Sudoku Meaning on Labor Day 2016

Sudoku MeaningIt’s Labor Day and I do hope that you aren’t working. I am of course working. There are a lot of reasons that are specific to me. One is that I work with people all over the world. International Workers’ Day is on 1 May. We have Labor Day because of the federal government’s disastrous response to the Pullman Strike. Those were the days when politicians actually worried about revolution (although not enough to do what was right in the first place). So most of the people I work with will not have today off.

The other reason is because I work all the time. The closest I’ve had to a day off since I returned from Mexico was on Friday when I worked about two and a half hours. The truth is that this work is kind of addictive. I’ve come to think of it as providing me with Sudoku Meaning. It’s the kind of meaning that I get from doing Sudoku puzzles. I’m very good at them. They engage my mind. They require a fair bit of creativity. But they aren’t deep. What television is to most people, Sudoku is to me.

Sudoku Meaning and My Job

I get Sudoku Meaning from my job. What’s more: I get paid to get Sudoku Meaning. I consider myself quite lucky in this regard. Just the same, this feeds itself. I shouldn’t work this much. But to stay with the television analogy, it’s like people who always watch The History Channel or whatever. They know there are other things on. But it’s just convenient. In this regard, my job is way easier than running Frankly Curious. I never know what I’m going to write around here. There’s no structure. There’s just a vague notion that I should write something interesting for the people who make a special trip here each day — and there are quite a number of them.

Frankly Curious Too!

But the truth is that Frankly Curious mostly provides Sudoku Meaning to me. There isn’t anything fundamental about it. There are times when what I write about transcends the format. Some of my work on Don Quixote works that way — providing me with sense of self-actualization. But way too much of it is facile craft. Give me any subject and two hours and I’ll give you an 800 word article, typeset with images. Hell: give me a first sentence! After writing over 7,000 articles for this blog, I’m good at that kind of stuff.

Rather than find meaning that has substance, we settle for a simulacrum…

It’s all Sudoku Meaning. So I’m looking for some deeper meaning. What that requires, I think, is slowing down. And that brings us back to Labor Day. We should have lots of them. But the truth is that most people don’t get one of them. Even if they get the day off, they don’t get paid for it. It’s hard to have friends and family over for a barbecue if you don’t have any money. But I think we lack leisure because we’ve embraced Sudoku Meaning.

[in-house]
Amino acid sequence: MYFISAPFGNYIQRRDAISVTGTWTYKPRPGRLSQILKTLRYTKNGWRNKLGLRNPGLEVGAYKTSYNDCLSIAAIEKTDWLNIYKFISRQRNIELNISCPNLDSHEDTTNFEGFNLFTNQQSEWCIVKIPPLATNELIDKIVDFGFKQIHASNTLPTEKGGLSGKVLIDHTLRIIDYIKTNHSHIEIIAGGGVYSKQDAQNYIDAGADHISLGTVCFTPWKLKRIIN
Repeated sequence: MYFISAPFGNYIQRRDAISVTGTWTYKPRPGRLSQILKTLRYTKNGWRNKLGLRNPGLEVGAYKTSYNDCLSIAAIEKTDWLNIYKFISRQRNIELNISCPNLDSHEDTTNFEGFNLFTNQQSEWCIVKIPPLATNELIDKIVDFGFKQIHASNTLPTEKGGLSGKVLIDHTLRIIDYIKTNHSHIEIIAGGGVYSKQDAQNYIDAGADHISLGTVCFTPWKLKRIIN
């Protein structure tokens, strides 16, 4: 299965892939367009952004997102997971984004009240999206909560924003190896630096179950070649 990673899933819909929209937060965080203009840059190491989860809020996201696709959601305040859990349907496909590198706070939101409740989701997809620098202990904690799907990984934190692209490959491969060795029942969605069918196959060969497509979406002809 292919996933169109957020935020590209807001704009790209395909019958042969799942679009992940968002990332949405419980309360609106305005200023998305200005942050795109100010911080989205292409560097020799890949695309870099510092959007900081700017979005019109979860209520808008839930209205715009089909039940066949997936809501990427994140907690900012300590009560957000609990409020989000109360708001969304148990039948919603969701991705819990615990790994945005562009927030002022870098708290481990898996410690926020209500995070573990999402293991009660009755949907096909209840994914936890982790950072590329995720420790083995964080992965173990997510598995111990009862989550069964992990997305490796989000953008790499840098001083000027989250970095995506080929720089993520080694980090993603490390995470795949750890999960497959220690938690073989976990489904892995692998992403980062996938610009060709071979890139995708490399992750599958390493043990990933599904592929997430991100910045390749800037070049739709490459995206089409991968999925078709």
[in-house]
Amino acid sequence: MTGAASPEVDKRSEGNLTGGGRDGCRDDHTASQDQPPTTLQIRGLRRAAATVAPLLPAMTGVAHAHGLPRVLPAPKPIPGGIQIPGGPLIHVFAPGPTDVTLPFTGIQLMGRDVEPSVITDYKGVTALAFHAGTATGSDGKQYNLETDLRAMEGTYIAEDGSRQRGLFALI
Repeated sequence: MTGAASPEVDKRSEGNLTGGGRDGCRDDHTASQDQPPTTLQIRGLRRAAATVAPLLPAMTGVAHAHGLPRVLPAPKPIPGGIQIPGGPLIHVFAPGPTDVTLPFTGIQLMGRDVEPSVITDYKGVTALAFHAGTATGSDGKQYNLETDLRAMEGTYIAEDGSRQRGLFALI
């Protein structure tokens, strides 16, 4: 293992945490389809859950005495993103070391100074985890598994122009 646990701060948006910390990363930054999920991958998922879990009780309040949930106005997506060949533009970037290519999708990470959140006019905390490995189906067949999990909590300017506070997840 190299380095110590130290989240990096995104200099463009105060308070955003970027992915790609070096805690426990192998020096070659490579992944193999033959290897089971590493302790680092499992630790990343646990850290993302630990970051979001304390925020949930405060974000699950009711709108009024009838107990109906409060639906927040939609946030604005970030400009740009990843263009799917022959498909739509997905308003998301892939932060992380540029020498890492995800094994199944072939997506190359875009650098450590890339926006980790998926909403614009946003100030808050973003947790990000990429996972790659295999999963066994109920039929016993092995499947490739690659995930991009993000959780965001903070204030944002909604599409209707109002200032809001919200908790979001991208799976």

Sudoku Meaning Is the Modern Sisyphus

Think about Sisyphus — the guy who rolls a huge boulder up a hill, only for it to roll back down, requiring him to repeat the process — for eternity. I see this — Quelle surprise! — in Schopenhauerian terms. It is the struggle of life that we live through each day just so we can repeat the same struggle tomorrow.

But we don’t need to struggle anymore. There is more than enough food for all. We can shelter everyone. In the west, we are doing quite well. So I think we developed Sudoku Meaning to help us carry on the Sisyphusian struggle. As Neil Postman put it in Amusing Ourselves to Death, “Big Brother does not watch us, by his choice. We watch him, by ours.” Rather than find meaning that has substance, we settle for a simulacrum of it.

I see the problem very clearly in my own life. And I am fighting it. And losing. Badly.

Happy Labor Day.

6 replies on “Sudoku Meaning on Labor Day 2016”

  1. Elizabeth says:

    Having gotten a job because I was unable to stand having so much free time, I don’t know if I necessarily agree.
    It isn’t healthy for me-mentally or physically.

    But hey, part of the reason I started writing articles for this blog was to give you some relief from trying to keep up. Along with trying to fill up my free time.

    • James Fillmore says:

      It’s not having a job that’s harmful. It’s overwork, or useless, uninteresting work. We all want to feel like what we do is worthwhile for ourselves and others.

      I’ve had too much free time and my brain is eating itself. You seem to have found a subject to write about that you’re both interested in and good at making interesting to others. Good work!

  2. […] discussed Sudoku Meaning before. That’s the kind of meaning one gets from being pleasantly occupied. I’ve put it […]

  3. […] was reading, Sudoku Meaning on Labor Day 2016. For that article, I used an unsolved Sudoku puzzle for the image. It occurred to me that I really […]

  4. […] While she’s doing what seems like a very boring job, she has a purpose — what I call Sudoku Meaning. But without that simulacrum of meaning, she has no meaning. This is something I understand very […]

  5. James says:

    For whatever my advice is worth: leave decisions that preclude further decisions for later when possible.

    I guess if there is at least one “cause” that one can justifiably advocated for – the project of affording people (with some utilitarian calculations applied) the understanding that there *is* a choice.

    Oddly this is a reason I’m thankful for the “Wilhelm scream”– however immersed I may be in a film often there’s this occasional and not-too-obtrusive reminder that what I’m watching *is* a film. There are uncountable things people do that are an equivalent, some more or less adroitly, some more or less consciously. While reserving the option to change my mind on the subject for the moment I’m thankful for the reminder that I have company.

Leave a Reply

Your email address will not be published. Required fields are marked *